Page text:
Breast cancer survival, competing risks and mixture cure model: a Bayesian analysis
AbstractCancer is a major public health burden and is the second leading cause of death in the USA. The US National Cancer Institute estimated overall costs of cancer in 2007 at $219.2 billion. Breast cancer has the highest cancer incidence rates among women and is the second leading cause of cancer death among women. The 'Surveillance, epidemiology, and end results' programme of the National Cancer Institute collects and publishes cancer survival data from 17 population-based cancer registries. The CANSURV software of the National Cancer Institute analyses cancer survival data from the programme by using parametric and semiparametric mixture cure models. Another popular approach in cancer survival is the competing risks approach which considers the simultaneous risks from cancer and various other causes. The paper develops a model that unifies the mixture cure and competing risks approaches and that can handle the masked causes of death in a natural way. Markov chain sampling is used for Bayesian analysis of this model, and modelling and computational issues of general and restricted structures are discussed. The various model structures are compared by using Bayes factors. This Bayesian model is used to analyse survival data for the approximately 620000 breast cancer cases from the programme. The estimated cumulative probabilities of death from breast cancer from the proposed mixture cure competing risks model is found to be lower than the estimates that are obtained from the CANSURV software. Whereas the estimate of the cure fraction is found to be dependent on the modelling assumptions, the survival and cumulative probability estimates are not sensitive to these assumptions. Breast cancer survival in different ethnic subgroups, in different age subgroups and in patients with localized, regional and distant stages of the disease are compared. The risk of mortality from breast cancer is found to be the dominant cause of death in the beginning part of the follow-up whereas the risk from other competing causes often became the dominant cause in the latter part. This interrelation between breast cancer and other competing risks varies among the different ethnic groups, the different stages and the different age groups. Copyright (c) 2009 Royal Statistical Society.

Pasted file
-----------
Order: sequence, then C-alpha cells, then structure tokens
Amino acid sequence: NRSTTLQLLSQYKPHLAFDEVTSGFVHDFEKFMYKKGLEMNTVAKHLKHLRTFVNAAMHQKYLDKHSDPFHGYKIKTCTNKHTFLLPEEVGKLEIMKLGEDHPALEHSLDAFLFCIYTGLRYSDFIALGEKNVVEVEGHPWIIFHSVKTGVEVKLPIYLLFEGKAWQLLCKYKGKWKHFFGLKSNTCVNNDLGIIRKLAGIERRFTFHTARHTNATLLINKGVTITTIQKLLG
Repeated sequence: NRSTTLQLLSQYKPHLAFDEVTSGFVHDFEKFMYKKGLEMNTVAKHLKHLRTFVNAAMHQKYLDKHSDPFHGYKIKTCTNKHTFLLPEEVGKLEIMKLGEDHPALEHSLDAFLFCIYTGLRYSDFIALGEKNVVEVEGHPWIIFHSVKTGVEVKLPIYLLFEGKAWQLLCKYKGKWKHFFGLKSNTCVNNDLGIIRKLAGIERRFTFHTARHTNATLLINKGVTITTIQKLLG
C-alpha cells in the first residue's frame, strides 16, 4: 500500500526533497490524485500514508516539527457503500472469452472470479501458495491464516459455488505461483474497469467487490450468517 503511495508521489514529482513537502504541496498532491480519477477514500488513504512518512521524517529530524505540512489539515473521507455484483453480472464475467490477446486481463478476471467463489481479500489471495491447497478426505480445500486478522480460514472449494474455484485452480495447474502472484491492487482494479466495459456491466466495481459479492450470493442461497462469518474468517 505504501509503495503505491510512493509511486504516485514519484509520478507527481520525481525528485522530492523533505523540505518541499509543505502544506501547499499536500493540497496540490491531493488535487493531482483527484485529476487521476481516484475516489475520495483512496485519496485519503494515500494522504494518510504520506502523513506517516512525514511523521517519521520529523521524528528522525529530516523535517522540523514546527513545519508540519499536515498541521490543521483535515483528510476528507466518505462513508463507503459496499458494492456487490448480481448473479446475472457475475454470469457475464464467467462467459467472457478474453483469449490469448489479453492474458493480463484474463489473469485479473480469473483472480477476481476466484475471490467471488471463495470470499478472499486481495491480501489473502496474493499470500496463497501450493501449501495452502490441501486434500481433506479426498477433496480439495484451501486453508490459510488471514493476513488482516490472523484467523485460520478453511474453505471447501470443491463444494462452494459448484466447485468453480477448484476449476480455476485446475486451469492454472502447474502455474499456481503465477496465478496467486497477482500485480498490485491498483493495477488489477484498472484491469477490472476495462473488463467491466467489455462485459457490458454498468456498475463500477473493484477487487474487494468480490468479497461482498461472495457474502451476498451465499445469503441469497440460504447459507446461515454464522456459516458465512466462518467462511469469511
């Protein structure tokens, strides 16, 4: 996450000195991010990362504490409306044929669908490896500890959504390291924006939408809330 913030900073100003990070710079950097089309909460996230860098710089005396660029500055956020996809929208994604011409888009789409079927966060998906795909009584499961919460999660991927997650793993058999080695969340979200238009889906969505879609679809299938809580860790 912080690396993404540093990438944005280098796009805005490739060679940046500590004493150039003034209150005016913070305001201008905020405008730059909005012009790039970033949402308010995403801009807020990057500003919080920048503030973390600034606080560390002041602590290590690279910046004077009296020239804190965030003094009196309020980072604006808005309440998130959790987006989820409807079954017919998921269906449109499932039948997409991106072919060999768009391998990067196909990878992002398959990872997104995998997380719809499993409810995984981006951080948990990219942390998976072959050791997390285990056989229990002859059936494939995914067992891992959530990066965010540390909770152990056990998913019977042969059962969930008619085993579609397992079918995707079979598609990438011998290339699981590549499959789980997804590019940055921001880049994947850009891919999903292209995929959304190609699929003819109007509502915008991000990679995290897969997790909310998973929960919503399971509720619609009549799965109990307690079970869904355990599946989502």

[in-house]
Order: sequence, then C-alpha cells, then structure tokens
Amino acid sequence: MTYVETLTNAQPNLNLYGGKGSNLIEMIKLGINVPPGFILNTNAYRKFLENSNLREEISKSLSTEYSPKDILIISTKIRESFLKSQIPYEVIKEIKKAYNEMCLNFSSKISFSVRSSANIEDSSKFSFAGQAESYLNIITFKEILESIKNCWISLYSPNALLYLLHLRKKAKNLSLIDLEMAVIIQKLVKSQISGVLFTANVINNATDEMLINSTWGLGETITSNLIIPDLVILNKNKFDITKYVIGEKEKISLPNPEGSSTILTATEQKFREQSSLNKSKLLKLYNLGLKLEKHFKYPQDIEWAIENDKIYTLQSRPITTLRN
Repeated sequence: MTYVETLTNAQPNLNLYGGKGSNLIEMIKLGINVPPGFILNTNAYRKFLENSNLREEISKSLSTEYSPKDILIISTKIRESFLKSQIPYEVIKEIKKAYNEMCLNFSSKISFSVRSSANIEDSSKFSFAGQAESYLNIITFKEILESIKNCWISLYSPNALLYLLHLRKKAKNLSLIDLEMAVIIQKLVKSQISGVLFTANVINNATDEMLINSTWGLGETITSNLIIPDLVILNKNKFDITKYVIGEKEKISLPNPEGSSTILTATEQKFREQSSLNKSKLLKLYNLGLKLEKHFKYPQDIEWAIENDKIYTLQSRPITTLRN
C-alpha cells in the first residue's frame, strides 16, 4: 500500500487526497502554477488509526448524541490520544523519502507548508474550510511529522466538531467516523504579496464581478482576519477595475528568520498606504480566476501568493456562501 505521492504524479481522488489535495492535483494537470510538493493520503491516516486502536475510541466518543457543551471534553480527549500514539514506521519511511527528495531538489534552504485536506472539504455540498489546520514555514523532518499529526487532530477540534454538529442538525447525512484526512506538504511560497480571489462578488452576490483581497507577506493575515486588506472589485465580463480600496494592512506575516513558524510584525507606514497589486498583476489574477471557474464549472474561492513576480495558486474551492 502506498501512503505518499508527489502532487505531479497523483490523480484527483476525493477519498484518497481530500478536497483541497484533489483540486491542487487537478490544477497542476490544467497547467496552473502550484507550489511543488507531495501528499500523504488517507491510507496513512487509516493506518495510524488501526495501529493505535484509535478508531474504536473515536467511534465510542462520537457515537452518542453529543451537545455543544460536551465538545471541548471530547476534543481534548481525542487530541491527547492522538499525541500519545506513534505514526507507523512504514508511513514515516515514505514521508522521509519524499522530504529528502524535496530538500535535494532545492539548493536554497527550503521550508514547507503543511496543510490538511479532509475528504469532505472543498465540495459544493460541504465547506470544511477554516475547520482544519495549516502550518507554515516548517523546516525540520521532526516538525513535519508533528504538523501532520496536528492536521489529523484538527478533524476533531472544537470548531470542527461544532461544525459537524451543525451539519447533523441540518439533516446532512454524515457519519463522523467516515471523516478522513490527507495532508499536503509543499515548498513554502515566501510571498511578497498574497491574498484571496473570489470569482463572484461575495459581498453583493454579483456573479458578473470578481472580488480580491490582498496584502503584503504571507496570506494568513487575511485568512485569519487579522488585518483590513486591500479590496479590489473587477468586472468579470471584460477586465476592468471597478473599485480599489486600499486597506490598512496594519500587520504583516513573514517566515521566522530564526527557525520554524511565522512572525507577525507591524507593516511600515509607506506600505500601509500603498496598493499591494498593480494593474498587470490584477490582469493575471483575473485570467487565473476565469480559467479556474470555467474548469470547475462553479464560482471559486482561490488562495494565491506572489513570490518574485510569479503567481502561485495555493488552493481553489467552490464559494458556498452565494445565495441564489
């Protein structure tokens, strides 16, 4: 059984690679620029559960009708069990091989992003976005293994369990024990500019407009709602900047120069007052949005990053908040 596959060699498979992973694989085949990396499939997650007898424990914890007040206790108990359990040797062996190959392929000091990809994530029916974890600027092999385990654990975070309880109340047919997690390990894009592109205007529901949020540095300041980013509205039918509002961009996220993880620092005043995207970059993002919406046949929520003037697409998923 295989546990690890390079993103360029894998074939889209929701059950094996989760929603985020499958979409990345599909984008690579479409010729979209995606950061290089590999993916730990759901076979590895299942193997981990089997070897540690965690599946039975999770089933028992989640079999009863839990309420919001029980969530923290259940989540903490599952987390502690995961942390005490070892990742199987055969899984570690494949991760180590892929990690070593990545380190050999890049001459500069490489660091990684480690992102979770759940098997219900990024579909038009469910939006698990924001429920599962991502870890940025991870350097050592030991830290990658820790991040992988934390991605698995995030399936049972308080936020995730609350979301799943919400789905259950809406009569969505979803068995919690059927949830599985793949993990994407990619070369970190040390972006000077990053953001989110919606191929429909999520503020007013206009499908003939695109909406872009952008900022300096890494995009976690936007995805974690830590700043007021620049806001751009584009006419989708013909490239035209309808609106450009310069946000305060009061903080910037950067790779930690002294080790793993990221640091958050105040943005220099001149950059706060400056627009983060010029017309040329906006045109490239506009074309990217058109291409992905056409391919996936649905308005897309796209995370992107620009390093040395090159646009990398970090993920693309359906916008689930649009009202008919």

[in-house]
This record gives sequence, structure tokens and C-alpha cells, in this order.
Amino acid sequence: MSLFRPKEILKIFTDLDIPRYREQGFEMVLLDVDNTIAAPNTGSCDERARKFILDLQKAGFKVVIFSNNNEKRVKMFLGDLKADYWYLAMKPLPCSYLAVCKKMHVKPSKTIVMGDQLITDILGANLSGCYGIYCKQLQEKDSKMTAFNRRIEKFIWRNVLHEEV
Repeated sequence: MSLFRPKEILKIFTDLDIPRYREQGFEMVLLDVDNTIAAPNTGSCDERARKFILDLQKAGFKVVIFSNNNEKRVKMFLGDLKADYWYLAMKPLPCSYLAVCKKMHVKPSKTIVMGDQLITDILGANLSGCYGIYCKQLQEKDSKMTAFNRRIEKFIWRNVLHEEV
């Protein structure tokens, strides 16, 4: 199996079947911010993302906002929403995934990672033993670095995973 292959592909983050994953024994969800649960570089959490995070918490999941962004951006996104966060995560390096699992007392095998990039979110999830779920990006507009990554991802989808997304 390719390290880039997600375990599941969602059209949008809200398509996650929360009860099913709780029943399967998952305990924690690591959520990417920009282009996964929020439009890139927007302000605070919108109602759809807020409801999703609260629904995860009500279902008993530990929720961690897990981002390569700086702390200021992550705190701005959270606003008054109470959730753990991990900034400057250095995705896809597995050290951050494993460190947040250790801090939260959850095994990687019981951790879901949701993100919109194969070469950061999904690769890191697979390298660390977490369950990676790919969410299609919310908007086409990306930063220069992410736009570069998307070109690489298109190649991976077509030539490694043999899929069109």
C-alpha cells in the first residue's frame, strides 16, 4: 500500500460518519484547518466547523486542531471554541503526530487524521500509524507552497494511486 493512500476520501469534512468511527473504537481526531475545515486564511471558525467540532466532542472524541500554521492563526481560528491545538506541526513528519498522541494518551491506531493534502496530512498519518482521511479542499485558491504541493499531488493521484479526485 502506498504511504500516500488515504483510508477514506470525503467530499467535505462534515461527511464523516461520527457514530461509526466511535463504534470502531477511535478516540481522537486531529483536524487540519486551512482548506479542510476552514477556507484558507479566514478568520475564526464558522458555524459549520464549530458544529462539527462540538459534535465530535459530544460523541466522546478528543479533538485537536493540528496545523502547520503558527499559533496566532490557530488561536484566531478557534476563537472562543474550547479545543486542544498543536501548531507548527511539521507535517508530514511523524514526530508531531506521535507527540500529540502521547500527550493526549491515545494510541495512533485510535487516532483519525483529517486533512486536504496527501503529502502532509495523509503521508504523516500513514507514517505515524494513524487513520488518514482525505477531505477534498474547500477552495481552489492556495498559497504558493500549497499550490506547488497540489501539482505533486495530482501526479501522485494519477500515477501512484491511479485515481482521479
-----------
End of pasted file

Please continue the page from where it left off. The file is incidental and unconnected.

Download InfoIf you experience problems downloading a file, check if you have the proper application to view it first. In case of further problems read the IDEAS help page. Note that these files are not on the IDEAS site. Please be patient as the files may be large.
As the access to this document is restricted, you may want to look for a different version under "Related research" (further below) or search for a different version of it.
Bibliographic InfoArticle provided by Royal Statistical Society in its journal Journal of the Royal Statistical Society: Series A (Statistics in Society).
Volume (Year): 173 (2010)
Issue (Month): 2 ()
Contact details of provider:
Postal: 12 Errol Street, London EC1Y 8LX, United Kingdom
Web page: http://www.blackwellpublishing.com/journal.asp?ref=0964-1998
More information through EDIRC
You can help add them by filling out this form.
reading list or among the top items on IDEAS.Access and download statisticsgeneral information about how to correct material in RePEc.
For technical questions regarding this item, or to correct its authors, title, abstract, bibliographic or download information, contact: (Wiley-Blackwell Digital Licensing) or (Christopher F. Baum).
If you have authored this item and are not yet registered with RePEc, we encourage you to do it here. This allows to link your profile to this item. It also allows you to accept potential citations to this item that we are uncertain about.
If references are entirely missing, you can add them using this form.
If the full references list an item that is present in RePEc, but the system did not link to it, you can help with this form.
If you know of missing items citing this one, you can help us creating those links by adding the relevant references in the same way as above, for each refering item. If you are a registered author of this item, you may also want to check the "citations" tab in your profile, as there may be some citations waiting for confirmation.
Please note that corrections may take a couple of weeks to filter through the various RePEc services.